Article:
Networking

More tips to make Networking Essentials interesting

If you teach this class by the book, you're bound to lose a few students along the way to boredom or sleep. Read the latest suggestions from TechRepublic members on how to keep students engaged during a Networking Essentials class.


We all have a few favorite subjects that we love to teach, but there are also those dull, dry subjects that both trainers and students dread. Networking Essentials can be one of those classes.

In a recent article about teaching his first Networking Essentials class, Al Hedstrom wrote, “I was not prepared for the level of boredom my students and I experienced. I never wanted to see that again.”

Al rethought his approach and came up with several ways to make this class more interesting, including virtual field trips to ISPs by videotaping his own visit to the ISP offices and incorporating hands-on work with older equipment he had scavenged from IT labs and repair shops.

TechRepublic readers have obviously faced the same dilemma and offer several good solutions of their own.

A complete hands-on package
TechRepublic member Jim R. had just finished teaching a Network Essentials class when he read Al’s article. He said he had found the same boredom level with the material and offered these hands-on steps to liven up a class:
  1. “I scavenge three older machines and some NICs to build a network. I have three combo cards and have the students install them, configure them with the DOS configurater, and build a Thinnet network with Windows 95 on two machines and [an] NT server on the third. This gives them first-hand knowledge of Thinnet and NIC configuration.
  2. “Once the network is working, I have them reconfigure it to use CAT5 patch cords and a small, five-port hub. Now they have built two networks with two different cabling systems and Win95 and NT.
  3. “Now they dismantle it all and install Token Ring cards. I scavenged a bunch of NICs and an old IBM 8228 MAU from a company that updated to CAT5. I also have acquired a 16-port Token Ring hub in a bankruptcy sale for less than $100. Fortunately, the Token Ring cards are dual-port and can run on IBM Type 1 or CAT5, so we build the network using both. This means that we can build four networks for a total cost of $100.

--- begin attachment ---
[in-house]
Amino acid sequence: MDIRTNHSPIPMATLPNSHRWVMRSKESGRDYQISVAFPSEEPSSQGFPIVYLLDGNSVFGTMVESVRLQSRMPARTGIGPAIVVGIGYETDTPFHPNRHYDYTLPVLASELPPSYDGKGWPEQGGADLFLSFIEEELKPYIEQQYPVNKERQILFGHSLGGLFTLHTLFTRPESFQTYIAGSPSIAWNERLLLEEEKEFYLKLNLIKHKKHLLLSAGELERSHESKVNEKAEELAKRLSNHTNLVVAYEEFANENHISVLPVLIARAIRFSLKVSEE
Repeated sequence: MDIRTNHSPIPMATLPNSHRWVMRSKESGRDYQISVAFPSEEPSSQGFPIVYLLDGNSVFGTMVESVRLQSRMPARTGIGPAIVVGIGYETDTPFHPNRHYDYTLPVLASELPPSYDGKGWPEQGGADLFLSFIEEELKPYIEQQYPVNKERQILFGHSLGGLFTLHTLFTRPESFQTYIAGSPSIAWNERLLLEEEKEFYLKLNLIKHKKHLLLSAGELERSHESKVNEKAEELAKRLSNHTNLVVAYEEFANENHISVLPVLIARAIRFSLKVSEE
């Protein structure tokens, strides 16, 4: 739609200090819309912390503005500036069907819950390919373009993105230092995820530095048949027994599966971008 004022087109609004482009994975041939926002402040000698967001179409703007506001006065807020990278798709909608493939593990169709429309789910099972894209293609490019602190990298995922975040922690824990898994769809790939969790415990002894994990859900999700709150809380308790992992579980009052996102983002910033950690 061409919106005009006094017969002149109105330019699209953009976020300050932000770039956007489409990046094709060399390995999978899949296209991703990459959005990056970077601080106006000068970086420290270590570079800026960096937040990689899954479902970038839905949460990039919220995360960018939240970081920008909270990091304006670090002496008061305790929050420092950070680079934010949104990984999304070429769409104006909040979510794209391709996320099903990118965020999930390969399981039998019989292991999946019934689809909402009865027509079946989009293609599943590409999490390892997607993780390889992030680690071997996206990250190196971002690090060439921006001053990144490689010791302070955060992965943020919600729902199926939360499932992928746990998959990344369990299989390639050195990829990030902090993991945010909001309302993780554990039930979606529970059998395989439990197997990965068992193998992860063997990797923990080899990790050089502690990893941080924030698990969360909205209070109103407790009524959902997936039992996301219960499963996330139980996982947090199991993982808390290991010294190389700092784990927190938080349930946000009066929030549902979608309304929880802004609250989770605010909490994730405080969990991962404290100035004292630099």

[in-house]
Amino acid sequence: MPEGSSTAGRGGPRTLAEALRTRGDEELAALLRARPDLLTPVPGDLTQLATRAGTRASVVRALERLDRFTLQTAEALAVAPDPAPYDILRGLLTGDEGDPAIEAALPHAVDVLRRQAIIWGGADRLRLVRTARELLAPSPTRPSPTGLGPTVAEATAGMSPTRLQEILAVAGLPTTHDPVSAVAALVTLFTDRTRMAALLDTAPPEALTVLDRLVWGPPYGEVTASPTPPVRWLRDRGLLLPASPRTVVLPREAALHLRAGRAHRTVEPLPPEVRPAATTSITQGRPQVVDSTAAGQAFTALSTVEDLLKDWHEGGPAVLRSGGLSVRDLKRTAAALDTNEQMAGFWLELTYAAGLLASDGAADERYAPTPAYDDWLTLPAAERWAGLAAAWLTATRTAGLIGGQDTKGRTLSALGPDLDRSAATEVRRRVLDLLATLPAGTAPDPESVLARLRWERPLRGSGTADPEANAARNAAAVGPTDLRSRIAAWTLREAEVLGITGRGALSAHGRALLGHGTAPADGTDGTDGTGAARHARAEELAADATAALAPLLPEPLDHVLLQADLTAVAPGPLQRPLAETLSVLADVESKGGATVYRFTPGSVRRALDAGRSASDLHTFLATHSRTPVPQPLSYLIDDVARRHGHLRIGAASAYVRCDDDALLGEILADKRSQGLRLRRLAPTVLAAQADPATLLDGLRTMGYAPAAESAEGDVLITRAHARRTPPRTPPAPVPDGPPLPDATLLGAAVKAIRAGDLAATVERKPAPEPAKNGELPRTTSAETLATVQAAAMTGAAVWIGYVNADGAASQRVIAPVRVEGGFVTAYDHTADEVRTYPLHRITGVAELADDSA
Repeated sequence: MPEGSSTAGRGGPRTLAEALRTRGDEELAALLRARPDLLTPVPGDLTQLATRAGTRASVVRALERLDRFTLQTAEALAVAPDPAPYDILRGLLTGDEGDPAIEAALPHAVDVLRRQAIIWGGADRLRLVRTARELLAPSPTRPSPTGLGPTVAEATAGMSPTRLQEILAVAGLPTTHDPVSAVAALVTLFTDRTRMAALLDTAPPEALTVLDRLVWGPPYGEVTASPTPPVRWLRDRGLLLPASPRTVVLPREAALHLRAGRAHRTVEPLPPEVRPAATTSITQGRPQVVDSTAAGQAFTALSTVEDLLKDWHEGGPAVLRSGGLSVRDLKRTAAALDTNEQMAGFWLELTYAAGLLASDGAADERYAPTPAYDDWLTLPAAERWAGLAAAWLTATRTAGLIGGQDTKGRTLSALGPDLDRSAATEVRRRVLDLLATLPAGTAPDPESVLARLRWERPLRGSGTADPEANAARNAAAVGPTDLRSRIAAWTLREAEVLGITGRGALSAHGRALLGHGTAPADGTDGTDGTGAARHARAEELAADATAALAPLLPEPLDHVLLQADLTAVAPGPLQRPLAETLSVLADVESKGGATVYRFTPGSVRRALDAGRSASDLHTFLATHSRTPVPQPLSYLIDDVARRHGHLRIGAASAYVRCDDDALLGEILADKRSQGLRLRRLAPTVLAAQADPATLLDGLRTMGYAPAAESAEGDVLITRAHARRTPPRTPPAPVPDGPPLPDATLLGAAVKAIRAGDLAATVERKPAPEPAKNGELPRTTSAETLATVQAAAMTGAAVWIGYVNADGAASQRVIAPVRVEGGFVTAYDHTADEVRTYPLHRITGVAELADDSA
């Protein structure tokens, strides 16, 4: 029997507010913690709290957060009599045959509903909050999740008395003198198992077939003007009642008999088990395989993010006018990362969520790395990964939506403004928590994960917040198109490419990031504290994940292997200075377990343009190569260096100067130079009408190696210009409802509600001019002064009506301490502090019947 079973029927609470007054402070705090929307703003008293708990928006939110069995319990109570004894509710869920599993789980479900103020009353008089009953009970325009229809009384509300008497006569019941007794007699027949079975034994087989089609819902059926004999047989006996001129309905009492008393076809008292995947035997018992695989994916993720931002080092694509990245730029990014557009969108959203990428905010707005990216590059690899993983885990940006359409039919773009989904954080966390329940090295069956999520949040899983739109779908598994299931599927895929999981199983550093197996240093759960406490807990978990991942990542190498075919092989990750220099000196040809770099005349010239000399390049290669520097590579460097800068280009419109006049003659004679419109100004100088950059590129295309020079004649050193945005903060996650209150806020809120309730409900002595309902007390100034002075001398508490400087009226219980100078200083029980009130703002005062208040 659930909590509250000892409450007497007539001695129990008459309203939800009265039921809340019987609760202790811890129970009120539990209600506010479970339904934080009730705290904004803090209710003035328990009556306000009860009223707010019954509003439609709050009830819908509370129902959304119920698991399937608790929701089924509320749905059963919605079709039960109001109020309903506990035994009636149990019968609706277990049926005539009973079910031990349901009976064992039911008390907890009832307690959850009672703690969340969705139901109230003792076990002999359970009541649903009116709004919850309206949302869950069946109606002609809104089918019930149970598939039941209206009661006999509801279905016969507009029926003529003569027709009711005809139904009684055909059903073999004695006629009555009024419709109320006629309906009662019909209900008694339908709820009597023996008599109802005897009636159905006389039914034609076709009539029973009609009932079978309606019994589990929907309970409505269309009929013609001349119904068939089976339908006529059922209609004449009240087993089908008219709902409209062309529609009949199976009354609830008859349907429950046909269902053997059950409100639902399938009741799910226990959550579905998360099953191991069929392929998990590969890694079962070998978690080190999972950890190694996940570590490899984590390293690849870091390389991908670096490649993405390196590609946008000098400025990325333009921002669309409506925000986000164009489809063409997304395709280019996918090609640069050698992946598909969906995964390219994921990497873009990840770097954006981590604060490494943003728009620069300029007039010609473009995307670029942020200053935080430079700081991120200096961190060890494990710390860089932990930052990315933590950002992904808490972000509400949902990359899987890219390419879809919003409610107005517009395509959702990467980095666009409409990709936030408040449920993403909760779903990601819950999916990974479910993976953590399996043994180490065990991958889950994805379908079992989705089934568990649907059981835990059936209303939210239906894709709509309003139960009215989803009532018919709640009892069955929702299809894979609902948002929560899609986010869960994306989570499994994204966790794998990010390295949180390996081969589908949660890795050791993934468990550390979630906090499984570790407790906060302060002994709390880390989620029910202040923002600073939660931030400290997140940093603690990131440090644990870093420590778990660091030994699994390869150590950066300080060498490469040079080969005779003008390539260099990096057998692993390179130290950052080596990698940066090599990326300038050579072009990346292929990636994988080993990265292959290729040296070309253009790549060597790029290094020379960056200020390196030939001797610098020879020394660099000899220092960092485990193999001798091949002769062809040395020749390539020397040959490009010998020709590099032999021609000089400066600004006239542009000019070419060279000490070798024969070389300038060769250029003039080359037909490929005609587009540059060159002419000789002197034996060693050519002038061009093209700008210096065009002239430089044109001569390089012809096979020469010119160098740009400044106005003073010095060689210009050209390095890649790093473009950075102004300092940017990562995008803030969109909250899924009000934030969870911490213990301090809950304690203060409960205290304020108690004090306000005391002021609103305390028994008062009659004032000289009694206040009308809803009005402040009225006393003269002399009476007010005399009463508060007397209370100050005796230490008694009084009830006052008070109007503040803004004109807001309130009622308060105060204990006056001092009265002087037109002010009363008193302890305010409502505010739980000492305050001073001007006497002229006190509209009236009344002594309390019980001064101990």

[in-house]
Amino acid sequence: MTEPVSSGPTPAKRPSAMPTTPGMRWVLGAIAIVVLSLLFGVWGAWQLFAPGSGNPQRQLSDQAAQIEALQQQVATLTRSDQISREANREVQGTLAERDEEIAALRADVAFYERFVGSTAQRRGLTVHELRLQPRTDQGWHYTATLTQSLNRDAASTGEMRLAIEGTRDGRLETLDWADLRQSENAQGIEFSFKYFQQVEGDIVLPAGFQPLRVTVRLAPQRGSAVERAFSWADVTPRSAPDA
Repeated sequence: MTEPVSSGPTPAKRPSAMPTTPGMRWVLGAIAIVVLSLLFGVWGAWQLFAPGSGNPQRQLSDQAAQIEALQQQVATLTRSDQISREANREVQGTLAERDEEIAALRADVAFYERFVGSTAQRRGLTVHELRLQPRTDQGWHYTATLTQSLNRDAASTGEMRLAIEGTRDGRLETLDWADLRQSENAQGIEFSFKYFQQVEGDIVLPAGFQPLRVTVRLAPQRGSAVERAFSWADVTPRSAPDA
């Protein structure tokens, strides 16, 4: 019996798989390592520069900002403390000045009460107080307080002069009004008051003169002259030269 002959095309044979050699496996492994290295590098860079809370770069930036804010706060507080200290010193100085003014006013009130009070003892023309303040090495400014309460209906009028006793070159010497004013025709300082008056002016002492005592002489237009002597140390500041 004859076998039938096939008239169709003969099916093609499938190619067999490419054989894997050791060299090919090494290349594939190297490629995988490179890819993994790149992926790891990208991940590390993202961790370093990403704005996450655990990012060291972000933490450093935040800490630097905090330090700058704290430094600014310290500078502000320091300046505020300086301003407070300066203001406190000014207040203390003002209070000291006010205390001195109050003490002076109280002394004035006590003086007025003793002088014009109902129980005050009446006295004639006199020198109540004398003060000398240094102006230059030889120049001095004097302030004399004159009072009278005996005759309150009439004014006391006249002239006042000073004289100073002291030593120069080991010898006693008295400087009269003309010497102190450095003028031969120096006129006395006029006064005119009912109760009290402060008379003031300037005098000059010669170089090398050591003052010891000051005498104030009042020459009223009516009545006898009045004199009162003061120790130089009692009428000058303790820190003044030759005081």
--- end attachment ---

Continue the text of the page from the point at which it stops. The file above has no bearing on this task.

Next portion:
4. “Next step: [I have students put] two cards into the NT Server box and make it a router. Now we can link the Token Ring network of one machine and the server with the Ethernet network of the other machine and the server. By making the server a PDC, they can browse and share across the small network, which shows lots of neat things about networking and routing.
  5. “The network monitor on NT is a bit limited, so I tell them to search the Web and find another one. They found one called Analyzer, which runs on Windows 95, so we can now analyze the mini-network and see the different packet headers that represent the OSI layers. This was one of the best exercises, as it made the OSI real and viewable and the concept of packets being built with headers for each layer became crystal clear.
  6.  “SNMP was the same story. They found an SNMP MIB browser, and since the Token Ring hub is manageable, we were able to browse it with the MIB browser.
  7. “To keep things interesting, each student had to do a project on [some facet of] emerging technology and make a presentation to the class. Subjects ranged from Security and Firewalls to SONET. Good education for everyone (including me).
  8. “The final stroke of good fortune was when we all made a field trip to Comdex!”

Other hands-on projects
Two more TechRepublic members offered their suggestions for enlivening a networking class. Programmer/analyst Richard P., who taught an introductory course at a local college, suggested this activity:

“I had my students do an end-of-quarter report on a network where they worked [at a company] that would let them in to see their network and give them information about the network equipment.”

In his class, trainer Michael said that he has his students design networks based on customer needs and expectations.

“I give them old blueprints or written specifications. (I try and mix up the network needs from class to class.) I also have the students enter their design with a line-item price of what it would roughly cost to implement their design. The lowest price wins.

“I feel that this shows the students that there is more to networking than just memorizing a bunch of stuff.”

Students and trainers both often get bored with the traditional mode of training by lecture, especially when the subject matter is dull. Using these hands-on tips can boost the interest level for both trainer and student, keep students active, and offer them a more involved way to learn.
Where are the best places to look? How do you find the bargains or talk colleagues into giving you old equipment? Send us your tips for bargain hunting.

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